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Burned out? Don’t quit.

Our prehistoric ancestors have something to teach us about how to address today’s Great Resignation.

Home Depot is one of the many companies eager for employees during what has been dubbed the Great Resignation.Alex Wong/Getty

You might assume that our forebears hated the brutish labor that life in the wilderness required of them. Anthropologists, however, have discovered that pre-agrarian workers relished digging up tubers, forging tools, and working in general. Modern brain imaging suggests that performing work typical in hunter-gatherer societies floods the brain with dopamine, serotonin, and oxytocin — the same feel-good chemicals that sex and dessert produce. There is also evidence that prehistoric labor reduced anxiety, addiction, depression, dissatisfaction, emotional exhaustion, sleep difficulties, and suicidal thoughts. Indeed, prehistoric work felt so good that hunter-gatherer languages typically didn’t have a word to differentiate it from socializing or playing games. Labor and leisure were one and the same.

We modern folk are far less likely to conflate work with activities that support mental wellness, like resting and socializing. We have various terms that define work, and many of them, like “grind” and “slog,” make it sound unappealing. Accordingly, our first response to frayed emotions is to cancel some or all work. Millions of employees have opted out of work, often citing mental health considerations, in what is being called the Great Resignation.


Stopping work is a sensible short-term prescription — especially since work is often a culprit in anxiety and other mental health issues — but it’s short-sighted. Treating work like a toxin that we limit is akin to helping victims of food poisoning by feeding them smaller portions of contaminated food. Instead of curbing work, we could restore its healthfulness.

The key ingredient that made prehistoric labor more conducive to mental health than today’s labor is “social purpose,” defined as meaningful contributions to others’ welfare. As relatively weak and fragile creatures, we Homo sapiens survived harsh conditions by routinely helping others, especially through work. Our prehistoric ancestors hunted woolly mammoths not solely for their own family but to throw a tribal feast. They cleared trees not only to build their own home but for the benefit of the entire village. Evolution has therefore encoded in all humans a primal reflex to emotionally deflate when their labor is purely self-serving and bask when it serves a greater cause.


Sadly, the majority of today’s employees can perform their jobs well and nevertheless find themselves slouching in front of the TV on Friday evening, dismayed that their workweek was meaningless. Fortunately, inventive people have found a way to ignite social purpose in their work, a practice I’ve dubbed “job purposing.”

For example, HP trains and supports sales staff on how to help business customers reduce their carbon footprint, energy consumption, and water use. Making environmental protection part of standard sales calls might appear too episodic a pursuit of social purpose to boost employee wellness, but HP data indicates that it does indeed boost it. Other research confirms that even a few minutes of social purpose boosts happiness for weeks. I’ve documented over a dozen managers who apply light touches of job purposing, such as rewarding high performers with a charitable donation to the nonprofit organization of the employee’s choice or offering unfilled seats in their leadership training to staff from local nonprofits. All of these managers report a link to higher employee well-being and performance.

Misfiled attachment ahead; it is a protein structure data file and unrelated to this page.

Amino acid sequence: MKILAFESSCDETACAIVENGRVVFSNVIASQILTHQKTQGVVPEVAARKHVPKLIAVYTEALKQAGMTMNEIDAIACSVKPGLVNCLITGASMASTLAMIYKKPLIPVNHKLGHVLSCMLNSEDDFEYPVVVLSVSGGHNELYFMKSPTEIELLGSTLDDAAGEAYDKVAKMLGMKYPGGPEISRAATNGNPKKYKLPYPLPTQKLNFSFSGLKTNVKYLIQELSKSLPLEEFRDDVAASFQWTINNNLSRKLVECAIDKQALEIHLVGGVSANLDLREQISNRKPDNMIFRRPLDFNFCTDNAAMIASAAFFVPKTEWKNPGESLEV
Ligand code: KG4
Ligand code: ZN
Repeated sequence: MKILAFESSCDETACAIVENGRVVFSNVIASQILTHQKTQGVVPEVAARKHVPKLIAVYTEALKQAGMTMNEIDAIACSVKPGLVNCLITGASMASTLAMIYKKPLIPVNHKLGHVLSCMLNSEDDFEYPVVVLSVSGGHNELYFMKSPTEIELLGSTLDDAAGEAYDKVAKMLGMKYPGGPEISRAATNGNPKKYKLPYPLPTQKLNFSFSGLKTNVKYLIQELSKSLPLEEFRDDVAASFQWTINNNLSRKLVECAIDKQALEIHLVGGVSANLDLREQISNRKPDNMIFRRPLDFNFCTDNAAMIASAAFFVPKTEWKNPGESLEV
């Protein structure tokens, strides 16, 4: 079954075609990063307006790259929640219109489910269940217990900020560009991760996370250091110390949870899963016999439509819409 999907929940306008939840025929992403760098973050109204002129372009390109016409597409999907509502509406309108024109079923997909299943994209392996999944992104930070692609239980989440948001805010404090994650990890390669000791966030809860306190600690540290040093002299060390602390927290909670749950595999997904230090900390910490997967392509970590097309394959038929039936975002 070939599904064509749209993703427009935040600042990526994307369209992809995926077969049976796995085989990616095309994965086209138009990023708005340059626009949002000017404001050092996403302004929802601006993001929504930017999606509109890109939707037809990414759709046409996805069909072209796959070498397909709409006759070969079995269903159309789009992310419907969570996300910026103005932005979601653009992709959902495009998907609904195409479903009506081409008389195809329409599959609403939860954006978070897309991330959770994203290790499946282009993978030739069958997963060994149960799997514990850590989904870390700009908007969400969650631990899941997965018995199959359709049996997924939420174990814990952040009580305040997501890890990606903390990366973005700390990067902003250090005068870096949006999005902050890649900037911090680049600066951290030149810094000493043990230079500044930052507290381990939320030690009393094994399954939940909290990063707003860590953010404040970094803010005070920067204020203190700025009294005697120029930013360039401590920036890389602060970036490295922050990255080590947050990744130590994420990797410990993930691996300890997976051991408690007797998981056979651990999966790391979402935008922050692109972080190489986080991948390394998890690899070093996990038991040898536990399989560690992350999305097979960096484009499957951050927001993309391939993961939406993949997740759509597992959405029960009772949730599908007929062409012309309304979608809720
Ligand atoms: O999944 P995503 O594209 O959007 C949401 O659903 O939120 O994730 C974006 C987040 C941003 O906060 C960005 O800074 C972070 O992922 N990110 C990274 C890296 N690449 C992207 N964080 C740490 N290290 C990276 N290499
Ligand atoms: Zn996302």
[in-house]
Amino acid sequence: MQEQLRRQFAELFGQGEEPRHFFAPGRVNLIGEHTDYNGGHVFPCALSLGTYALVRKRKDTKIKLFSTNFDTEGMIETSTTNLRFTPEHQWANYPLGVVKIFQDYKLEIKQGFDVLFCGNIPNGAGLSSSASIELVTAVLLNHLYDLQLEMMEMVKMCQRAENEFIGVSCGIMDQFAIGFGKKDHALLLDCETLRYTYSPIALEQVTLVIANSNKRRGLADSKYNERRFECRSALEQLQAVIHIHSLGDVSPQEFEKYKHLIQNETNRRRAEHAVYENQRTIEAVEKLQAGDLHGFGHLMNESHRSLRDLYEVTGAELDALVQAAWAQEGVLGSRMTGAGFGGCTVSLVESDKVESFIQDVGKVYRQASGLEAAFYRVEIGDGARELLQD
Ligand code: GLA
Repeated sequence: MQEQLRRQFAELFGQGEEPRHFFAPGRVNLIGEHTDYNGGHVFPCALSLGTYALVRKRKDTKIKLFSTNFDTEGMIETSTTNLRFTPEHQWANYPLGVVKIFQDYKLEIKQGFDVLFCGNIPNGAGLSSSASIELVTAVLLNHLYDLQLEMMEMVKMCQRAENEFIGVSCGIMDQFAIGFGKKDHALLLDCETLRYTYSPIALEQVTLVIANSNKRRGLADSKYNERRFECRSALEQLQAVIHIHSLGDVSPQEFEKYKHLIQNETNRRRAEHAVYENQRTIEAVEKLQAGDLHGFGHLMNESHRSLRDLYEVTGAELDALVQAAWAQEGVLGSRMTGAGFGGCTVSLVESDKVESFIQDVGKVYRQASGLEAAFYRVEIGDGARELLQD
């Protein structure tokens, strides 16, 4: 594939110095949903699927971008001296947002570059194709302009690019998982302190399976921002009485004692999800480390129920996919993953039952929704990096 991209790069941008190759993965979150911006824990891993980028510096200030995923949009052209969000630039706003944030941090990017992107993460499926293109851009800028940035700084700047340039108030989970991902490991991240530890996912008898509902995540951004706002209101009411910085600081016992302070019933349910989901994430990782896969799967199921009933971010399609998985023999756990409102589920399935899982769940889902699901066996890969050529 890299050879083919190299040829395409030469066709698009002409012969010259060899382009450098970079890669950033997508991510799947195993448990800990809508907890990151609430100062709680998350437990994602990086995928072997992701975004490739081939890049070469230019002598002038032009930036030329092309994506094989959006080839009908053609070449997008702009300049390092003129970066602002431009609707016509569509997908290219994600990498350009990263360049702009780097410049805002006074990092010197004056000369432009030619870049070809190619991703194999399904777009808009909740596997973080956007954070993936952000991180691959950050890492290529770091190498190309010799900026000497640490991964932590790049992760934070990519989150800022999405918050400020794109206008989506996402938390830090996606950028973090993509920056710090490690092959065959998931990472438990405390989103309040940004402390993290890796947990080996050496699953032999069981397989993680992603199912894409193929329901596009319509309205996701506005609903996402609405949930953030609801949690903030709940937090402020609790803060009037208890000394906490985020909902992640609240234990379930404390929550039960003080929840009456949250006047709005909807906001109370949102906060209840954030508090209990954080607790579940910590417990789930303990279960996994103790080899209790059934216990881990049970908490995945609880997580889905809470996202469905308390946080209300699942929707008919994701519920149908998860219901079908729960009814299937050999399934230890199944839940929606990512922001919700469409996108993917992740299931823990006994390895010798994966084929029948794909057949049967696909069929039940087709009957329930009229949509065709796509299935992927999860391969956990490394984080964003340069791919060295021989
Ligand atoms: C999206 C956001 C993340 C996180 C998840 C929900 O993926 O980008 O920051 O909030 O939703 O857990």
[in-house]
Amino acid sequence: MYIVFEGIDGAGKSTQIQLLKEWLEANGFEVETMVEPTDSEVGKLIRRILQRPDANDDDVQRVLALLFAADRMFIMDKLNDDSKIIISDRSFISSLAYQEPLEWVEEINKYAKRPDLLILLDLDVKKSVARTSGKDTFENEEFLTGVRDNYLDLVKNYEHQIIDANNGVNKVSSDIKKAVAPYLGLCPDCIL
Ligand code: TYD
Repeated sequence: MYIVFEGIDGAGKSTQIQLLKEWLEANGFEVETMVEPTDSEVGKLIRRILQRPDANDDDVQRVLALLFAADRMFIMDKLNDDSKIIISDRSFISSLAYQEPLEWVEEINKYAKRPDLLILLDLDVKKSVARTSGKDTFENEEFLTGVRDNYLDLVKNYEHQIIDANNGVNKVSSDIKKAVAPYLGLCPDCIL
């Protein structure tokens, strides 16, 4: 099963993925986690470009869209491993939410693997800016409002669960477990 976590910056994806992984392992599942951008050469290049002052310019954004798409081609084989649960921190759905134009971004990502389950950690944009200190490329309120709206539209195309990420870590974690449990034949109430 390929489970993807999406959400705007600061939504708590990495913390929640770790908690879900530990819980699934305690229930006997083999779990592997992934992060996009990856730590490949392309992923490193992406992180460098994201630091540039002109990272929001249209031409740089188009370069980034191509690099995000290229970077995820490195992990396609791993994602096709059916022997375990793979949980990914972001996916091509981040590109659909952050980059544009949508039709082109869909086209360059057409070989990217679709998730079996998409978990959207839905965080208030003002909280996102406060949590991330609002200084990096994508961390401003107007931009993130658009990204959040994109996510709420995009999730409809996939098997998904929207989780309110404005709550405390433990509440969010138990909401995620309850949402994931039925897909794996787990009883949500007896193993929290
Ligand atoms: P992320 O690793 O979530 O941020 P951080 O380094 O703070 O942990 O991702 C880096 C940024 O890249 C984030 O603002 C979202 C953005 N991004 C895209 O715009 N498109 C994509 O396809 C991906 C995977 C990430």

Lower-level employees also can job-purpose their own work. Parking attendants can check tire tread and alert customers if their tires are bald, potentially reducing car accidents. Administrative assistants can order eco-friendly supplies and make the world a little more sustainable. Window washers at pediatric hospitals can wear superhero costumes to delight hospitalized children on the other side of the glass. In short, anybody in any job can use work as a platform for meaningful contributions to others’ welfare.


A decade ago, I suffered an excruciating episode of grieving. As Simone Biles and many other Americans have done recently, I took a break from work. A sleepless and joyless week into this pause, my phone flashed with the name of someone new to my team, someone I had agreed to mentor. Darn. I had forgotten to cancel my first mentoring session with her. Puffy-eyed and listless, I answered the call. As it turned out, that conversation about advancing her ambitions replaced my crushing hopelessness with a glimmer of the possibility that one day I would laugh again.

In the days preceding that meeting, I had dabbled in work several times but always slumped back into idleness. This one hour of helping a coworker inspired me to resume working full time, but with a deeper commitment to making meaningful contributions through my job. Since then, I’ve taken vacation days but no mental health days. If anything, I now consider my job a health practice, like exercise and sleep.

More than a year into the pandemic, many workers are as lost and hurt as I was. Meanwhile, businesses are struggling to bring workers back, both physically and emotionally. Millions of years of evolution suggests that to have work feel good, we need it to do good.


Bea Boccalandro is an adviser to over a dozen Fortune 500 companies and author of “Do Good at Work: How Simple Acts of Social Purpose Drive Success and Wellbeing.”